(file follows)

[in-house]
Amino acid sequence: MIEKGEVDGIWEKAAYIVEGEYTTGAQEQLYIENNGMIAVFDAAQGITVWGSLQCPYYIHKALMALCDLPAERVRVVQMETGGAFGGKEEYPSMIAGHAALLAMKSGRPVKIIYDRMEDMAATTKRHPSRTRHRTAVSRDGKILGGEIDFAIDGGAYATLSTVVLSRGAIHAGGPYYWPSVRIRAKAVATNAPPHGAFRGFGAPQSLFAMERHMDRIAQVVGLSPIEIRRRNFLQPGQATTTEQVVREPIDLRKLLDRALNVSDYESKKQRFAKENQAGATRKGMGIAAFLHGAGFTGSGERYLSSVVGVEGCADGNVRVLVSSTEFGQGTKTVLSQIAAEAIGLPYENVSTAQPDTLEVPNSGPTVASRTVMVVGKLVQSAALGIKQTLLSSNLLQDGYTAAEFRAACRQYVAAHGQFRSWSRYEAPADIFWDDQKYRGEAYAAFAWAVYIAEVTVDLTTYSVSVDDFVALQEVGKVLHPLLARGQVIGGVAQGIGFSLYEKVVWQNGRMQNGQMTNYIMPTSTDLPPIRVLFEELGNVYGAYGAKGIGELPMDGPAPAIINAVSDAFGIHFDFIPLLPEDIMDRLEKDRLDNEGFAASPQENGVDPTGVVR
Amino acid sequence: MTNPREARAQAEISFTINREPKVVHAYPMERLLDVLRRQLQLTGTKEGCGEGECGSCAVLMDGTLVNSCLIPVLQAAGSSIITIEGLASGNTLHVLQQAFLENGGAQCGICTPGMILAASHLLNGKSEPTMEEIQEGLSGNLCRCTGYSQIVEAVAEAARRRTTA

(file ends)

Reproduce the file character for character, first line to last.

[in-house]
Amino acid sequence: MIEKGEVDGIWEKAAYIVEGEYTTGAQEQLYIENNGMIAVFDAAQGITVWGSLQCPYYIHKALMALCDLPAERVRVVQMETGGAFGGKEEYPSMIAGHAALLAMKSGRPVKIIYDRMEDMAATTKRHPSRTRHRTAVSRDGKILGGEIDFAIDGGAYATLSTVVLSRGAIHAGGPYYWPSVRIRAKAVATNAPPHGAFRGFGAPQSLFAMERHMDRIAQVVGLSPIEIRRRNFLQPGQATTTEQVVREPIDLRKLLDRALNVSDYESKKQRFAKENQAGATRKGMGIAAFLHGAGFTGSGERYLSSVVGVEGCADGNVRVLVSSTEFGQGTKTVLSQIAAEAIGLPYENVSTAQPDTLEVPNSGPTVASRTVMVVGKLVQSAALGIKQTLLSSNLLQDGYTAAEFRAACRQYVAAHGQFRSWSRYEAPADIFWDDQKYRGEAYAAFAWAVYIAEVTVDLTTYSVSVDDFVALQEVGKVLHPLLARGQVIGGVAQGIGFSLYEKVVWQNGRMQNGQMTNYIMPTSTDLPPIRVLFEELGNVYGAYGAKGIGELPMDGPAPAIINAVSDAFGIHFDFIPLLPEDIMDRLEKDRLDNEGFAASPQENGVDPTGVVR
Amino acid sequence: MTNPREARAQAEISFTINREPKVVHAYPMERLLDVLRRQLQLTGTKEGCGEGECGSCAVLMDGTLVNSCLIPVLQAAGSSIITIEGLASGNTLHVLQQAFLENGGAQCGICTPGMILAASHLLNGKSEPTMEEIQEGLSGNLCRCTGYSQIVEAVAEAARRRTTA